There is nothing more rewarding than creating and implementing a plan to fix a broken process — before being asked to do so.
It changes everything because the leader is using her creative fuel instead of being told what to do. Instead of being asked to fix a broken process, the leader self-evaluates her operation and addresses broken processes of her own volition. She is far more inspired to succeed because she herself developed the plan to do so.
If a leader can grasp the concept of initiative and work on her own narrative, her job performance and satisfaction will soar. In a book we co-authored, “Igniting Initiative: How Strategic Thinking Can Inspire Your Team & Lead Your Organization To Long-Term Success,” we talk quite a bit about owning the narrative.
Let’s frame what this looks like and discuss why it is so powerful.
As leaders, we’ve all been there: A supervisor asks us to address an issue or a failing process. Maybe the payroll expenses need to be reduced, sales revenues are declining, overtime percent is too high — the list goes on. We are forced to react, come up with a plan and fix the problem. The supervisor spotted the opportunity, and now the leader must produce a plan to fix it. Most of the time the issue is resolved, and the leader waits for the next concern to surface. This is called “reactive leadership.” But why did it take a supervisor to initiate focus on a broken process?
From a supervisor’s perspective, a leader not owning the narrative looks something like this: The supervisor identifies or receives reports showing low performance that needs to be addressed. The supervisor then meets with the leader to address the poor performance and come up with a plan to fix it. This process is very common and effective in improving the overall efficiency of the organization. But what if the leader controlled the narrative? What if the leader identified processes and metrics that need attention before the supervisor became involved? The leader owns the narrative. The leader is showing initiative. Instead of feeling called out by the supervisor, the leader is excited to show the supervisor her work and is 10 times more energized to fix the process. The supervisor is thrilled because instead of having to ask a leader to address an issue, the leader enthusiastically explains how she already solved the problem. A supervisor’s dream.
A strategic plan to ignite initiative
- Identify an underperforming process or metric. Go off-site (to a Starbucks, for example) and apply critical thinking.
- Create effective action steps to change the current state. For example, present reviews on your management team so that the entire team is aligned with the organization’s goals; select a specific area of your financial statement you would like to improve and formulate additional action steps; or organize an event to thank employees for their hard work.
- Apply the action steps to solve the issue before being asked by your supervisor to fix it. It does not have to be a large challenge. Start small at first, like organizing the office or cleaning up emails, and make the process 10 times more efficient. Small wins are powerful. Then you can move on to bigger opportunities.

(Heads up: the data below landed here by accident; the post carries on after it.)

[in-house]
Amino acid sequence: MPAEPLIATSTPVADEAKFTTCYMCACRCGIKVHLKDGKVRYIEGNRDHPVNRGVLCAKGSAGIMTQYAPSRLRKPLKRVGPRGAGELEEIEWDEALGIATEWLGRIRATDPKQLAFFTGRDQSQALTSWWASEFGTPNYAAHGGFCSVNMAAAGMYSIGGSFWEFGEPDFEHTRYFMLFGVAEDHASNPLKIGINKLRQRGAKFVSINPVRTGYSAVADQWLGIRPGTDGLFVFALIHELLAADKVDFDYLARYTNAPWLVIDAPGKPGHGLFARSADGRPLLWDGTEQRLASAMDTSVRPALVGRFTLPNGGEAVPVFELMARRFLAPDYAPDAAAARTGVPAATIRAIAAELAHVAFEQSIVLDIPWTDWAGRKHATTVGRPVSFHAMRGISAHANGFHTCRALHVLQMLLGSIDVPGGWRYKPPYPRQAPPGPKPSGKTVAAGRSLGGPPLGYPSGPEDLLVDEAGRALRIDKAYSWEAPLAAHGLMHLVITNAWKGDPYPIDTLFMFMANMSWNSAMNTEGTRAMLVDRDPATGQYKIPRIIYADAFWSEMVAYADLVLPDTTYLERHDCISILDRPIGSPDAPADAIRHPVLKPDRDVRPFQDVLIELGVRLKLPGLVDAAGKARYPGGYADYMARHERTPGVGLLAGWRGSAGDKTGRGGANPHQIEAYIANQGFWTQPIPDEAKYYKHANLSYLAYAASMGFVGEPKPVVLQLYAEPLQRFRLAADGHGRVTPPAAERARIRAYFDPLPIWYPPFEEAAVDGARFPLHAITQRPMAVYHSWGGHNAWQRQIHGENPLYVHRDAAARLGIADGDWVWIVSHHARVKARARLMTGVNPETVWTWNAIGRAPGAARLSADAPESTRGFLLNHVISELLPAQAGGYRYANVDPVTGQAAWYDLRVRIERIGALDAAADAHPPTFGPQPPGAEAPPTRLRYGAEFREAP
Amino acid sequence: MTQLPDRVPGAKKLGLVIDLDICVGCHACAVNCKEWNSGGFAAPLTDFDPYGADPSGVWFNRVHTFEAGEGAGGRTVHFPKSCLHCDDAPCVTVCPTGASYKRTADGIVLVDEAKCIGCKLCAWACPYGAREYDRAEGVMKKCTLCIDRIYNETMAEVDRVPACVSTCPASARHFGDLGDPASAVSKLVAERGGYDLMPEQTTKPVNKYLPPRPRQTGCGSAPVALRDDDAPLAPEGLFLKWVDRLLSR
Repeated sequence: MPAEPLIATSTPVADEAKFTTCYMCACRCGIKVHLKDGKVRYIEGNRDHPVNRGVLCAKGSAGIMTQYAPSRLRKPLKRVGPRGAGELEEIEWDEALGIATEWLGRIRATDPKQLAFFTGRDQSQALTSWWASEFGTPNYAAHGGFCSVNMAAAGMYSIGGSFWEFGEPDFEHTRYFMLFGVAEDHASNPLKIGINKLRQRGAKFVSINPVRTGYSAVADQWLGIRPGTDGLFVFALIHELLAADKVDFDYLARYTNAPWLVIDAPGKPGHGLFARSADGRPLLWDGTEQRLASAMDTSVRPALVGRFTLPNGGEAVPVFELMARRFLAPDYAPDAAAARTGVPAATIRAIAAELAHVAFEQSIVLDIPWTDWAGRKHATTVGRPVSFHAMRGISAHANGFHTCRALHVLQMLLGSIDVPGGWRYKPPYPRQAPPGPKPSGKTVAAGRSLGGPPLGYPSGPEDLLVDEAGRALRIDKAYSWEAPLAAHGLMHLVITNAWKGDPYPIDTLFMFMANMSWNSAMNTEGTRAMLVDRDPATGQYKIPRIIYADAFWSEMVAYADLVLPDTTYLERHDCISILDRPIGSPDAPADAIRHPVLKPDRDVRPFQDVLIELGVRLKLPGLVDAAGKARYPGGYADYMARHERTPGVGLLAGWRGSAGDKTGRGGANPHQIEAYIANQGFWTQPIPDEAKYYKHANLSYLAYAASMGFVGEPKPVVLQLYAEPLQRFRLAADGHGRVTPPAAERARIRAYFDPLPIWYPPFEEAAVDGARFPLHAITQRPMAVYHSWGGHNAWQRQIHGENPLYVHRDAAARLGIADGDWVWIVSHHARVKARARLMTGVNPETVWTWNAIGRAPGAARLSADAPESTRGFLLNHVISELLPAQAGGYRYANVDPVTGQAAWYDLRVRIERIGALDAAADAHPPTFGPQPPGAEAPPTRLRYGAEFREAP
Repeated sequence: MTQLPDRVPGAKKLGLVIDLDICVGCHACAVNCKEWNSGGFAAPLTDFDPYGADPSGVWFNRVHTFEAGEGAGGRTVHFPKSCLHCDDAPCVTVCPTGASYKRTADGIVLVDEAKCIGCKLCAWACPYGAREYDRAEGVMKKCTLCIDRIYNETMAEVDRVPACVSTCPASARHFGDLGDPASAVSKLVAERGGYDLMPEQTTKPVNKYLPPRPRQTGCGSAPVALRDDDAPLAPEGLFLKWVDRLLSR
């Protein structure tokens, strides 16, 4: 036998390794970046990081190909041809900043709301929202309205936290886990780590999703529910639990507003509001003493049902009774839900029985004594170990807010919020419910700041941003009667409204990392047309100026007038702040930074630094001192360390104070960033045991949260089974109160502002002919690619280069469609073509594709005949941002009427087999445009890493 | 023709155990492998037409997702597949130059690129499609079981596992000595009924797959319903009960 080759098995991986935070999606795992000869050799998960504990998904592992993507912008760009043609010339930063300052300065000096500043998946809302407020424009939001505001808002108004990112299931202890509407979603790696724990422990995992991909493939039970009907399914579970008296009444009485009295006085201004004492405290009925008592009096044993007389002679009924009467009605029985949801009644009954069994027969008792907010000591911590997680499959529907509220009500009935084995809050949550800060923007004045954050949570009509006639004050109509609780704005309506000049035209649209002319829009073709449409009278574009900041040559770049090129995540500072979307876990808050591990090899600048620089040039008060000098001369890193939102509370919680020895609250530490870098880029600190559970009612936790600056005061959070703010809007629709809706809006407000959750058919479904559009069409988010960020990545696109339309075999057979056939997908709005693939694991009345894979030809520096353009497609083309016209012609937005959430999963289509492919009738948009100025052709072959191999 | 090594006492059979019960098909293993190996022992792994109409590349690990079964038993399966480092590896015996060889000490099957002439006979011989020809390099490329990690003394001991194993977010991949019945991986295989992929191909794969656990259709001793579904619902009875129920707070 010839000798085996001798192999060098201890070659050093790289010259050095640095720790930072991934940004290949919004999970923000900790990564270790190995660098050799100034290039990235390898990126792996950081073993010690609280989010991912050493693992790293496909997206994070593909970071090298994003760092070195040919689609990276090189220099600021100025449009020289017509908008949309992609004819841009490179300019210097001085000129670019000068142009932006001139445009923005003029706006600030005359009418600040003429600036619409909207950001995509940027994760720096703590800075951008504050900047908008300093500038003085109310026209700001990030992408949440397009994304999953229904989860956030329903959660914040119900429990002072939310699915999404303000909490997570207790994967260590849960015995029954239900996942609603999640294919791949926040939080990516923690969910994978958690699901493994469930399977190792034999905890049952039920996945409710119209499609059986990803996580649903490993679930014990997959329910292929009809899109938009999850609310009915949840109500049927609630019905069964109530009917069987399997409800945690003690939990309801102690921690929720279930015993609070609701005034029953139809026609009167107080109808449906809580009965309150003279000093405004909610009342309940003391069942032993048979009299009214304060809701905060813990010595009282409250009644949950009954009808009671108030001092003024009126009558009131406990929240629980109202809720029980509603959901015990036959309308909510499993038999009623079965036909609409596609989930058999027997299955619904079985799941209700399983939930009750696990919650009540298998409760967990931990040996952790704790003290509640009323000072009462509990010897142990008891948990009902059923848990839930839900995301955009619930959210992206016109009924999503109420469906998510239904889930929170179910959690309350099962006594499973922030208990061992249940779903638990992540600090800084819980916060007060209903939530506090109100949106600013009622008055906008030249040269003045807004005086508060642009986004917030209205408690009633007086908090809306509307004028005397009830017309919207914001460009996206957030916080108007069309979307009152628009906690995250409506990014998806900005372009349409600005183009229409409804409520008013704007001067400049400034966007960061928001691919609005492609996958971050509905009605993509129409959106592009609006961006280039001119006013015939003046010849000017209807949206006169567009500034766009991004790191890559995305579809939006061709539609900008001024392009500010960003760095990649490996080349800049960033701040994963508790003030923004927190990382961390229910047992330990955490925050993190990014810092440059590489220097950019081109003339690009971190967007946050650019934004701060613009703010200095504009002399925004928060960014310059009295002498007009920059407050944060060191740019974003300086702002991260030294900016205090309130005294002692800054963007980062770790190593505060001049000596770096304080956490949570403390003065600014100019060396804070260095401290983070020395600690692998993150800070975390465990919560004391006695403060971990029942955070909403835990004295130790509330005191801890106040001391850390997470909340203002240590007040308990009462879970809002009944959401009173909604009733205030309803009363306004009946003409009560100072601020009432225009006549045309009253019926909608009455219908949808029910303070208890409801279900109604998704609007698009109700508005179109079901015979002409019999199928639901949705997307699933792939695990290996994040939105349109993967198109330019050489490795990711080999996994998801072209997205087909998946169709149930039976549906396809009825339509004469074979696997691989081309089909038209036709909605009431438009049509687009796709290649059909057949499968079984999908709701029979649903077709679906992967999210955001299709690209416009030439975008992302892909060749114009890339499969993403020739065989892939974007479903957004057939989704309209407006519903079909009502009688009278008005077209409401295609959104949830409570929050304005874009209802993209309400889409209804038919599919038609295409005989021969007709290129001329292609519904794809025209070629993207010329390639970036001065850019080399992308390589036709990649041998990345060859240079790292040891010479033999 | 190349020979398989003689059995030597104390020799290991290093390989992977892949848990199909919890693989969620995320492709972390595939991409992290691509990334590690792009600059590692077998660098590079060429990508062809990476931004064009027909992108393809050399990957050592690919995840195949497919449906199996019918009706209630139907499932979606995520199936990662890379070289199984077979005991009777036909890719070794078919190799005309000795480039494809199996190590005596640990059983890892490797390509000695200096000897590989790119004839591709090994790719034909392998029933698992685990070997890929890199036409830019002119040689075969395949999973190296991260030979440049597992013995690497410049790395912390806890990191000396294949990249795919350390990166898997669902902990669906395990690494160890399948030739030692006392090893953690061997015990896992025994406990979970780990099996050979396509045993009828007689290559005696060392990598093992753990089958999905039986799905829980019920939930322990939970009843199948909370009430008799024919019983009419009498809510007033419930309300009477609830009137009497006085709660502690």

- Always include your supervisor so that you are in sync. Then you will be free to work on self-selected projects with your supervisor’s approval. Your supervisor will gain solutions to problems before they show up on the radar and can proactively share the solutions with the rest of the team. Supervisors will always be needed to focus on issues, but growing a leader’s initiative frees up the supervisor’s time to address other concerns.
So why is this method so underutilized? The answer is that many leaders have never been encouraged to apply initiative to their work. They have gone up the ranks honing their skills on reactively fixing problems and waiting to be told what to do. But as they rise up the ranks, initiative and critical thinking become essential for leaders to excel.
For “Igniting Initiative,” we conducted hundreds of interviews, often asking the question, “In the past six months, what have you done to show initiative?” The overwhelming majority of answers were weak or simply blank stares. Try it sometime: Ask your leaders what they have done to show initiative. It’s not necessarily the leader’s fault; it is just that initiative was not encouraged or developed. It’s a muscle that needs to be flexed.
But what if initiative and owning the narrative were strongly encouraged and taught in organizations, allowing leaders to utilize creativity and individual talents (within organizational policies) to find unique solutions?
When a leader is allowed to own the narrative, it fosters creativity and solutions to challenges the organization may have never discovered. A supervisor encouraging a leader’s initiative and creativity grows the leader and makes the supervisor’s job easier. Let the leader create instead of just manage. Teach and foster initiative. Give the leader time to employ critical thinking as a tool to fix nagging broken processes.
Let the idea fuel the solution. Allow the leader to own the narrative; it’s a win-win.
John and Kris have created and taught hundreds of leadership workshops and classes for one of the Western United States’ leading retailers. Collectively, they have over 60 years of retail leadership experience overseeing both small and large teams. In their book “Igniting Initiative” they go deeper into owning the narrative and other useful tools to inspire leaders. Contact John and Kris at firstname.lastname@example.org.
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